GLOBAL MARKETS-Euro, stocks lifted by manufacturing data in U.S., Europe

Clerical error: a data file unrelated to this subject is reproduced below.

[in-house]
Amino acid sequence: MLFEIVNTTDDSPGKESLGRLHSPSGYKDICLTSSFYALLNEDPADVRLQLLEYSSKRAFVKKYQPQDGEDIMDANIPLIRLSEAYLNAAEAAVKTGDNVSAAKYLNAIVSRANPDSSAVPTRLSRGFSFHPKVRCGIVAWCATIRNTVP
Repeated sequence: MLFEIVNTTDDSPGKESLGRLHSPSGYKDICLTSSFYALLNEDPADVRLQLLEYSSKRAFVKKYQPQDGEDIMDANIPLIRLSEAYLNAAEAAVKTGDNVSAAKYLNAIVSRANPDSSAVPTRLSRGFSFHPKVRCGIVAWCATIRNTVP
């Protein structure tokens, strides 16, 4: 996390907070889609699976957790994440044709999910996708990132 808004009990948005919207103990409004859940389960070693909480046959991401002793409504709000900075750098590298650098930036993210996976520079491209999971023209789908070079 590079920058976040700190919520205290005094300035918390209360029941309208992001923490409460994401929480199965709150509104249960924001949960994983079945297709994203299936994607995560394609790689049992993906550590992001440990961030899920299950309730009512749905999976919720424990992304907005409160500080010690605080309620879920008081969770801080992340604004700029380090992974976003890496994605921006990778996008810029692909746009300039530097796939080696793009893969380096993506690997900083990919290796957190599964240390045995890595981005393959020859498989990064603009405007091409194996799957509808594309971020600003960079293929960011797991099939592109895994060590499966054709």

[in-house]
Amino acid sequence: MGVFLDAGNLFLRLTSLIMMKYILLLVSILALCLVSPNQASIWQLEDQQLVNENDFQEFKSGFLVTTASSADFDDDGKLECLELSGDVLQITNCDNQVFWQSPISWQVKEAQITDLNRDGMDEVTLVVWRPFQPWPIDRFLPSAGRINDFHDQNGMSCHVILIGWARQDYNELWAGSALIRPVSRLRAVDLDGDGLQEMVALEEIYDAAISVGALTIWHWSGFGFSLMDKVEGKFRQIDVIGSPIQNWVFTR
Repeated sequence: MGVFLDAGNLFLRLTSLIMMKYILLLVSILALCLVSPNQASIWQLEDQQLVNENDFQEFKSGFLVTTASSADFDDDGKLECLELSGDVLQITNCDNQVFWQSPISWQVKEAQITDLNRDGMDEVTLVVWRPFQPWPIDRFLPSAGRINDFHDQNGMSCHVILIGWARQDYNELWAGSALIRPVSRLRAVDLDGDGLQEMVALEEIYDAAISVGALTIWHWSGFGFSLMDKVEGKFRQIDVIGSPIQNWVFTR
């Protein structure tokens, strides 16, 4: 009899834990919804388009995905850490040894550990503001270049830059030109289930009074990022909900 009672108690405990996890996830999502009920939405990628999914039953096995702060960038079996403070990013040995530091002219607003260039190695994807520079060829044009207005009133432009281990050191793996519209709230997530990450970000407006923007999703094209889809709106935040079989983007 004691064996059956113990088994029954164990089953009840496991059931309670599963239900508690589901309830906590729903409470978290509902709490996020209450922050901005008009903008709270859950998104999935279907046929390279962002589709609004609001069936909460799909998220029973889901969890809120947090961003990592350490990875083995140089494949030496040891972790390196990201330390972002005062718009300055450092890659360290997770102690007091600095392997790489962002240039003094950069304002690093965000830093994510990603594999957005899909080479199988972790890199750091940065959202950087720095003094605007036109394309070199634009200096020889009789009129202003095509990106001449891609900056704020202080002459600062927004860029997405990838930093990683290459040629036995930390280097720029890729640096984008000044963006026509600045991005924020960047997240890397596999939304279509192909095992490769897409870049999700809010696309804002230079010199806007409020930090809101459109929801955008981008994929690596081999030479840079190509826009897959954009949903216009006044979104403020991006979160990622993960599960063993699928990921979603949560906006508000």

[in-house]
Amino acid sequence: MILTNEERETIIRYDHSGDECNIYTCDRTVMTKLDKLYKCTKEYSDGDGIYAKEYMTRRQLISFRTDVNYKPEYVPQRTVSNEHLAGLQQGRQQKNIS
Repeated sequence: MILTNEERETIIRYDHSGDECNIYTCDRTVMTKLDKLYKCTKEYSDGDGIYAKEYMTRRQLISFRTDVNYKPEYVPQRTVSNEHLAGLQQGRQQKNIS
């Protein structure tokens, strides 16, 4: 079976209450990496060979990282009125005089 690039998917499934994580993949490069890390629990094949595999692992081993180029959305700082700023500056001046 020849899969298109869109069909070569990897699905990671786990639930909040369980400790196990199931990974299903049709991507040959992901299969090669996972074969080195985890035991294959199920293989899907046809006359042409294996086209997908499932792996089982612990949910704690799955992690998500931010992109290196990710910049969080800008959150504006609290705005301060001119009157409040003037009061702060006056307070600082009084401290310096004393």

* German data help European shares bounce off 2-month lows * Investors still not clear whether Fed will taper this week * Euro inches higher vs dollar on euro zone data, Fed looms By Herbert Lash NEW YORK, Dec 16 (Reuters) - The euro rose against the dollar on Monday on a surge in business activity in the euro zone in December, while global equity markets were lifted by U.S. manufacturing output and a strong rise in new orders in Europe. American manufacturing output rose for a fourth straight month in November as production increased almost across the board, in the latest suggestion the U.S. economy is gaining steam. Production at U.S. factories advanced 0.6 percent last month, building on October's 0.5 percent gain, the Federal Reserve said. The manufacturing increase combined with a jump in mining and utilities output to boost industrial production 1.1 percent, the largest increase since November 2012, the Fed said. In Europe, Markit's Flash Eurozone Composite Purchasing Managers' Index, a regional gauge of business activity across thousands of companies large and small, rose to 52.1 in December from 51.7 last month. It was the second-highest reading since mid-2011 and beat a median forecast in a Reuters poll for 51.9. The index has been above the 50 mark that denotes growth the entire second half. New orders rose for the fifth month, suggesting the recovery should continue into 2014. European shares rose more than 1 percent, while the Dow and the Nasdaq also hit that benchmark before paring some gains. U.S. equities finished their worst week in nearly four months last week, a pullback sparked by concerns the Fed may begin to wind down its stimulus at a two-day meeting of policy-makers that ends on Wednesday. "It's the stronger economic data showing that tapering won't have as dramatic an impact on the economy as first thought," said Alan Lancz, president, Alan B. Lancz & Associates Inc, an investment advisory firm in Toledo, Ohio. Lancz also said that money managers who had been sitting on cash are putting their money into equities to show they haven't missed the rally. MSCI's all-country world stock index rose 0.65 percent, while the FTSEurofirst 300 closed up 1.2 percent to a provisional 1,257.84. On Wall Street, the Dow Jones industrial average rose 140.65 points, or 0.89 percent, to 15,896.01, the S&P 500 gained 12.81 points, or 0.72 percent, to 1,788.13 and the Nasdaq Composite added 30.988 points, or 0.77 percent, to 4,031.963. The euro edged higher against the dollar on the euro zone data showing business activity picked up, while uncertainty over the Fed's bond-buying kept investors wary of the greenback. Market participants have started to price in the possibility of a small reduction in the Fed's bond purchases, resulting in a stronger dollar trend last week. But Vassili Serebriakov, currency strategist at BNP Paribas in New York, said much of the dollar buying had already taken place last week. Fed policymakers meet Dec. 17-18. "There's no reason to buy the dollar ahead of the Fed decision and so this is just position adjustment," Serebriakov said, adding that BNP expects the Fed to start scaling back its asset purchases in March next year. The euro rose to just shy of $1.38 on the Markit report showing German manufacturing activity beating forecasts in December. The single currency had earlier dipped to around $1.3745 after separate data showed French private-sector activity unexpectedly slowed. The euro was last at $1.3763. Brent futures rose towards $111 a barrel on Monday. Supply concerns revived after Libya failed to reach a deal with tribal leaders to end the blockade of several oil-exporting ports. Brent crude for January rose $1.74 to $110.57, while U.S. crude oil for January delivery rose 88 cents to $97.48 per barrel.